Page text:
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Number Truncation in JavaScript

samanthaming profile image Samantha Ming ใƒป3 min read

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Use Math.trunc() to truncate a floating point number and return its integer part. This function doesn't do any rounding, it simply removes all the digits following the decimal. Now you have a whole number, yay ๐ŸŽŠ

const number = 80.6

// Old Way
number < 0 ? Math.ceil(number) : Math.floor(number);
// 80

// โœ…ES6 Way
const es6 = Math.trunc(number);
// 80


Math.trunc() simply truncates (cuts off) the dots and the digits to the right of it. No matter whether the argument is a positive or negative number.

Math.trunc(80.9); // 80
Math.trunc(80.8); // 80
Math.trunc(80.8); // 80
Math.trunc(80.6); // 80
Math.trunc(80.5); // 80
Math.trunc(80.4); // 80
Math.trunc(80.3); // 80
Math.trunc(80.2); // 80
Math.trunc(80.1); // 80

Math.trunc(-80.1); // -80

Now let's see some examples with non-number arguments:

Math.trunc('80.1'); // 80
Math.trunc('hello'); // NaN
Math.trunc(NaN); // NaN
Math.trunc(undefined); // NaN
Math.trunc(); // NaN

Number truncation using parseInt

You can get a similar result using parseInt

parseInt(80.1); // 80
parseInt(-80.1); // -80

parseInt('80.1'); // 80
parseInt('hello'); // NaN
parseInt(undefined); // NaN
parseInt(); // NaN

Math.trunc() vs parseInt()

parseInt is mainly used for a string argument. So if you're dealing with numbers, it's way better to use Math.trunc().

If you're curious, I wrote up a performance test comparing these two functions.

jsPerf: Math.trunc vs parseInt

The gotcha with parseInt

There's a potential issue when using parseInt. When you pass in an argument that's not a string, in our case a number, it will first convert the value to a string using the toString() abstract operation. Most of the time, parseInt is fine. But let's look at an example where it might not be.

const number = 1000000000000000000000.5;

const result = parseInt(number);

console.log(result); // 1 <-- ๐Ÿ˜ฑ

โ˜๏ธSo why did this happen?? That's because our argument is not a string, so the first thing parseInt does is it will convert the argument into a string.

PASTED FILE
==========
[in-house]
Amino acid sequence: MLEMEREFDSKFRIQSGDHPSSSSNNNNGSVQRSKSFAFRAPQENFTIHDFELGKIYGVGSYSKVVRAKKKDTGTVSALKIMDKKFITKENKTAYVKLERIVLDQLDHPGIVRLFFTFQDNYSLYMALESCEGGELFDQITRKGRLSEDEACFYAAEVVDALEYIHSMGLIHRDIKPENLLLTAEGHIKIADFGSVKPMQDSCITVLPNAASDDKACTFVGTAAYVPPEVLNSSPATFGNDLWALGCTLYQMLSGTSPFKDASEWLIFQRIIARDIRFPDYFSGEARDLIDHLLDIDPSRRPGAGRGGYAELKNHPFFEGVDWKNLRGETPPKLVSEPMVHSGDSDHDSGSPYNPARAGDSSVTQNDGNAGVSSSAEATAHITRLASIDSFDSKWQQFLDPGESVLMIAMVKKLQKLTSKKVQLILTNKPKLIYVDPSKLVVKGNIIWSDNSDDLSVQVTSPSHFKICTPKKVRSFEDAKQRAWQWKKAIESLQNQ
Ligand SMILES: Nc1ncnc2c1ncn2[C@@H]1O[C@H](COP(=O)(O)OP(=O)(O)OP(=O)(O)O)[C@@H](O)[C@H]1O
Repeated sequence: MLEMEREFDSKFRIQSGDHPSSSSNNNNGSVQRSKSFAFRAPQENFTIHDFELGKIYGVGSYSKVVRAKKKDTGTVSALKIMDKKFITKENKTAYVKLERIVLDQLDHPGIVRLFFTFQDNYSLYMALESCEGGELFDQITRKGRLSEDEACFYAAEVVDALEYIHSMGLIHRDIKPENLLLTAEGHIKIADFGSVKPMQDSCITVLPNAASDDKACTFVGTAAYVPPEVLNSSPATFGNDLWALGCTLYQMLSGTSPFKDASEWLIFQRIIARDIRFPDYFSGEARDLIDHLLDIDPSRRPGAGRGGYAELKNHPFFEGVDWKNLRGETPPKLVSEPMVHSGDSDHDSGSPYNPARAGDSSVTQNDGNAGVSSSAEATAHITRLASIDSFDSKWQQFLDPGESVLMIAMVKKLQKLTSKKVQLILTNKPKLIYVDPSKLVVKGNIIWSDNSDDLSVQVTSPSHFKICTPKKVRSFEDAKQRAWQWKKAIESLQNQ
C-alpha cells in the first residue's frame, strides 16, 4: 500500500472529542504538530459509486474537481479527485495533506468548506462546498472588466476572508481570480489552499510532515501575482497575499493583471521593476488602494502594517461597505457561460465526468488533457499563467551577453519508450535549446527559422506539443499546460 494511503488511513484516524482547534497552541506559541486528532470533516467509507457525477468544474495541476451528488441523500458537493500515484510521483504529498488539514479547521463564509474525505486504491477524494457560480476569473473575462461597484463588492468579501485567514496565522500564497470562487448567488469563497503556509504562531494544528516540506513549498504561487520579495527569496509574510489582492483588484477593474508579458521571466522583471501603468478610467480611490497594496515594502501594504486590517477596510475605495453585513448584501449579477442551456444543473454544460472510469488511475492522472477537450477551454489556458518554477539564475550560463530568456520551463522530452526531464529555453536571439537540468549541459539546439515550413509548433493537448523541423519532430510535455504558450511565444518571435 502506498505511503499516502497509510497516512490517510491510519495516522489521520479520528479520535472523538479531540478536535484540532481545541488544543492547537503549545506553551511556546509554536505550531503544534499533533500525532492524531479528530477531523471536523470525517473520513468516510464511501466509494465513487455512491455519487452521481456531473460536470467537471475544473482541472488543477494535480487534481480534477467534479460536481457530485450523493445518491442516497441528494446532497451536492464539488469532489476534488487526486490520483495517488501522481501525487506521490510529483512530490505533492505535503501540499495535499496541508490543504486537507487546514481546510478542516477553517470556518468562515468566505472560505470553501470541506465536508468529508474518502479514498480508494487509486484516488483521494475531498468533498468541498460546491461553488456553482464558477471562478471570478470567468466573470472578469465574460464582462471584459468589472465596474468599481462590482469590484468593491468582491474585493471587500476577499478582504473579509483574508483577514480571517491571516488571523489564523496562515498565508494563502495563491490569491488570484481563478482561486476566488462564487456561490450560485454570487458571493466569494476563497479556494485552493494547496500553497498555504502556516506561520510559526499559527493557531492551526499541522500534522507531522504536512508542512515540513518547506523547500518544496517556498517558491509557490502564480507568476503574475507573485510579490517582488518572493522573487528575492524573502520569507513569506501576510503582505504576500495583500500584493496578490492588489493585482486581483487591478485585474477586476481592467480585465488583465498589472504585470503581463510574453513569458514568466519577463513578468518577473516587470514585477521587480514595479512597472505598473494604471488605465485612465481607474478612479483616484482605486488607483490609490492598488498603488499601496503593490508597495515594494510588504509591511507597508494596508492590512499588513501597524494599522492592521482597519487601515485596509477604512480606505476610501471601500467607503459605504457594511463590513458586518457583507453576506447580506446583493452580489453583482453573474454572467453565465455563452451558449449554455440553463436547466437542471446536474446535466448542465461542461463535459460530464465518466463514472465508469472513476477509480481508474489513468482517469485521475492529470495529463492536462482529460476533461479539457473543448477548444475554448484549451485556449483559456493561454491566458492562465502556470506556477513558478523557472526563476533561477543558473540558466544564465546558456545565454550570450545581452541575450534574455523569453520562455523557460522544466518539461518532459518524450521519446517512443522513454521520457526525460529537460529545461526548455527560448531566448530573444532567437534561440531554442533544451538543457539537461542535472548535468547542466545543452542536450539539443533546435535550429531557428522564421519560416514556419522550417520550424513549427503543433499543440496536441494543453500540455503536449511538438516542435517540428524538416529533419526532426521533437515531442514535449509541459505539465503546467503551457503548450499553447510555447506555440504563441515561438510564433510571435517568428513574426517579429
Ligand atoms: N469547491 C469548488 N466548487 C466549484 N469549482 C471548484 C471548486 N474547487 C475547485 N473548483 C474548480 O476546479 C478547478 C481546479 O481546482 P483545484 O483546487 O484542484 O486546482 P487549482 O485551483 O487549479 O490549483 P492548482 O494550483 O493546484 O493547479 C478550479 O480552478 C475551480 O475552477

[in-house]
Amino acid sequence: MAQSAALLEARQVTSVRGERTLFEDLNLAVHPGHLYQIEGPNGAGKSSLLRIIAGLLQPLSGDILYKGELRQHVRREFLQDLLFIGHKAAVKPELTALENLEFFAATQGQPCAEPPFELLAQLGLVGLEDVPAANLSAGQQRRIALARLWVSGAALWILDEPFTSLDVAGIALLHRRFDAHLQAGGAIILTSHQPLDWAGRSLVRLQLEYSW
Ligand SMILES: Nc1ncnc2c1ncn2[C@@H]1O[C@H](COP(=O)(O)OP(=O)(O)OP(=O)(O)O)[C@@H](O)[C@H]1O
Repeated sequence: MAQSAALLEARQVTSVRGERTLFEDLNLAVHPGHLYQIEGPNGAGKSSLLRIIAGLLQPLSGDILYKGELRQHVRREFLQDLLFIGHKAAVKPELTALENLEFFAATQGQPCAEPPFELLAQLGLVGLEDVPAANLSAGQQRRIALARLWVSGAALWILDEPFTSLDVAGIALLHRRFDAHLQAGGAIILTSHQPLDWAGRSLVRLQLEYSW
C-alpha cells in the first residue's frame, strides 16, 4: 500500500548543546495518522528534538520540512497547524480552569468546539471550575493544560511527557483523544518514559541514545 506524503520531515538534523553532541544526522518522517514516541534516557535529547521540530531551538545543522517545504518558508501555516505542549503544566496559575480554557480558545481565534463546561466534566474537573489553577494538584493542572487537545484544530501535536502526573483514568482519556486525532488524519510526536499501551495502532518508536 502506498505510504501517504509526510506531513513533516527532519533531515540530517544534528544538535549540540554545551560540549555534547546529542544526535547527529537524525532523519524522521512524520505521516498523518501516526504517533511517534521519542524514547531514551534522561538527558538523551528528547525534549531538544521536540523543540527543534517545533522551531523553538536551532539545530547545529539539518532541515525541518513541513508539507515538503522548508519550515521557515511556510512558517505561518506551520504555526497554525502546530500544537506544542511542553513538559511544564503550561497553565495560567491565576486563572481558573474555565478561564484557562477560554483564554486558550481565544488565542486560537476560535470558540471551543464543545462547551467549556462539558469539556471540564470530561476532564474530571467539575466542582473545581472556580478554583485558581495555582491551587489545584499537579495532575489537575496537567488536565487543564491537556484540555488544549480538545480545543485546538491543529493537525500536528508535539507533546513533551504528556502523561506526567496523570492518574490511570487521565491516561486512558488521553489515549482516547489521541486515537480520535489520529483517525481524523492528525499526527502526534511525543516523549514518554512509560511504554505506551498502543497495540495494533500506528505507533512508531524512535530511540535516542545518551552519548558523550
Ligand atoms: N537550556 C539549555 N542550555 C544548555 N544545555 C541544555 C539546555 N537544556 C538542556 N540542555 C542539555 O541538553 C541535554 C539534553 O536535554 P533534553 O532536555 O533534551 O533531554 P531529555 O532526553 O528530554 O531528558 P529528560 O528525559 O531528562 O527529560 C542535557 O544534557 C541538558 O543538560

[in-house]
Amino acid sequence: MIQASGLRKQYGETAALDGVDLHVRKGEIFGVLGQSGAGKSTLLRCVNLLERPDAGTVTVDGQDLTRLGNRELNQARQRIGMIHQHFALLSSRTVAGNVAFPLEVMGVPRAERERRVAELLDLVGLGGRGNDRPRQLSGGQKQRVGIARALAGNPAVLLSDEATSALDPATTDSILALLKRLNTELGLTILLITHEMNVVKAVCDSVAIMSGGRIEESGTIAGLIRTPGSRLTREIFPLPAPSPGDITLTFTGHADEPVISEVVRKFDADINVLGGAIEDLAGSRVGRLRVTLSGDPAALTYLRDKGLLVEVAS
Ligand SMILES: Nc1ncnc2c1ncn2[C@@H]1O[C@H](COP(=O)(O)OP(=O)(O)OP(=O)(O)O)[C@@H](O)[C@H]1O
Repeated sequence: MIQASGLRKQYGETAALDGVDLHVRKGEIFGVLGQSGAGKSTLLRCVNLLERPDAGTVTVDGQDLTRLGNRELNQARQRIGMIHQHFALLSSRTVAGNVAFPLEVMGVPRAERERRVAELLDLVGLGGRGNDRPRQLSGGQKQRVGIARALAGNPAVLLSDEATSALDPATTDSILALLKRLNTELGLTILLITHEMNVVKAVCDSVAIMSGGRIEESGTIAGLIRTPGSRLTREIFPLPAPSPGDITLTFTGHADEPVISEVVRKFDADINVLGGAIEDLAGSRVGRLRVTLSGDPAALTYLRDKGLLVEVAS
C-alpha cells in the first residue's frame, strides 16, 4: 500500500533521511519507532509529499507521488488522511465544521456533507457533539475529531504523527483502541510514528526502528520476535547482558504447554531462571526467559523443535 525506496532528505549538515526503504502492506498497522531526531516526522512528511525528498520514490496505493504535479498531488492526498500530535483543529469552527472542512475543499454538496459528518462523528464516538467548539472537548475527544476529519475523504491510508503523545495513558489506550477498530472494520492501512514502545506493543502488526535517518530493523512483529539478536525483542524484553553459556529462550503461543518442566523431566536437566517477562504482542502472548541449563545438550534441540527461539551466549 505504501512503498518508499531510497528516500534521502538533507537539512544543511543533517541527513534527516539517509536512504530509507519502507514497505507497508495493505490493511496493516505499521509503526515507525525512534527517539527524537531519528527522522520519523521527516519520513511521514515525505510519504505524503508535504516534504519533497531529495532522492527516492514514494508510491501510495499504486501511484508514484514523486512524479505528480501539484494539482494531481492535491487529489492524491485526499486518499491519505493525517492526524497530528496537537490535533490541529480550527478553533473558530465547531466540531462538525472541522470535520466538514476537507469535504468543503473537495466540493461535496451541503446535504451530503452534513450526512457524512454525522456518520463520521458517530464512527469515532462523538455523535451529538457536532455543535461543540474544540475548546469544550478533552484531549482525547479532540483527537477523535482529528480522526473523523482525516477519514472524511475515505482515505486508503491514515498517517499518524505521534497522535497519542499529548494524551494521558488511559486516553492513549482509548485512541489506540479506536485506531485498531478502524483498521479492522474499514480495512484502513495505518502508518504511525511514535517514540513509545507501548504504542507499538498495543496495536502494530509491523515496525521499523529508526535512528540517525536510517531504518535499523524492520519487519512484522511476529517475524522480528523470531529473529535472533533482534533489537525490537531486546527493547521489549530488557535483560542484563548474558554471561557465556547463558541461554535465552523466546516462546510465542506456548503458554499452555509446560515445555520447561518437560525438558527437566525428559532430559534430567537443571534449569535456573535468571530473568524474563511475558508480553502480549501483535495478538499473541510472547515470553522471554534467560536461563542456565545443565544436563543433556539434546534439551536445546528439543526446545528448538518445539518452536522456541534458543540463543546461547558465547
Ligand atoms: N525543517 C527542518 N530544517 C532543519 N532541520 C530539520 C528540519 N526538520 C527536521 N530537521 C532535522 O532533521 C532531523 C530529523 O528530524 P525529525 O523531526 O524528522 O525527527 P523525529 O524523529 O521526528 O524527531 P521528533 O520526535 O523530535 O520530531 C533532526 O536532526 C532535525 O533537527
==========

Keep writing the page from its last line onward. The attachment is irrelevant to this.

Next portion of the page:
const number = 1000000000000000000000.5;

const result = number.toString(); 

console.log(result); // "1e+21"

So when it tried to grab the integer from 1e+21, it just knows to grab the 1 value. So, using parseInt definitely has its gotcha. Because of this edge case, you might want to consider using the Math functions ๐Ÿ‘

Browser Support

Most modern browsers support Math.trunc(). EXCEPT, Internet Explorer. I know ๐Ÿ˜ž So if you need support for older browsers, use the old way ๐Ÿ˜•

Browser Support: Math.trunc

Community Input

Bitwise Operator Solutions

Double Bitwise NOT ~~

console.log(~~80.6); // 80

Thanks: @Jorgert120

Bitwise OR |

console.log(80.6 | 0); // 80

Thanks: @mac_experts


MDN Web Docs: Math.trunc
MDN Web Docs: parseInt
MDN Web Docs: Bitwise operators
JS Tip: Use parseInt for strings, NOT for numbers
2ality: parseInt doesnโ€™t always correctly convert to integer

Thanks for reading โค
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Discussion (6)

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moopet profile image
Ben Sinclair

I didn't know about trunc and I would have just used parseInt without giving it a thought, but that gotcha you explain is a good point.

Unless I was mimimising/golfing or there's a tiny performance benefit and you're performing the operation a gazillion times per second, I'd stay clear of the bitwise tricks. They're curiosities but they make the code difficult to read.

samanthaming profile image
Samantha Ming Author

I guess bitwise operators are not as popular, so if you use it in your code itโ€™s probably going to make a few people spin their heads as to whatโ€™s going on ๐Ÿ˜ต... honestly, I have never used bitwise operator in my code before ๐Ÿ˜ฅ do you know if there are any other gotcha with using bitwise operators?

moopet profile image
Ben Sinclair

I don't think so, but I like to write code as if the person maintaining it isn't familiar with all these little tricks!

Thread Thread
samanthaming profile image
Samantha Ming Author

Totally! Writing code is like communication, sure you can use all the fancy lingo. But if no one understands you, are you actually communicating. Good call! ๐Ÿ‘

uddeshjain profile image

Great explanation. I haven't heard about Math.trunc previously. Thanks for sharing.

samanthaming profile image
Samantha Ming Author

Glad you found it helpful! Thanks for reading it ๐Ÿ˜„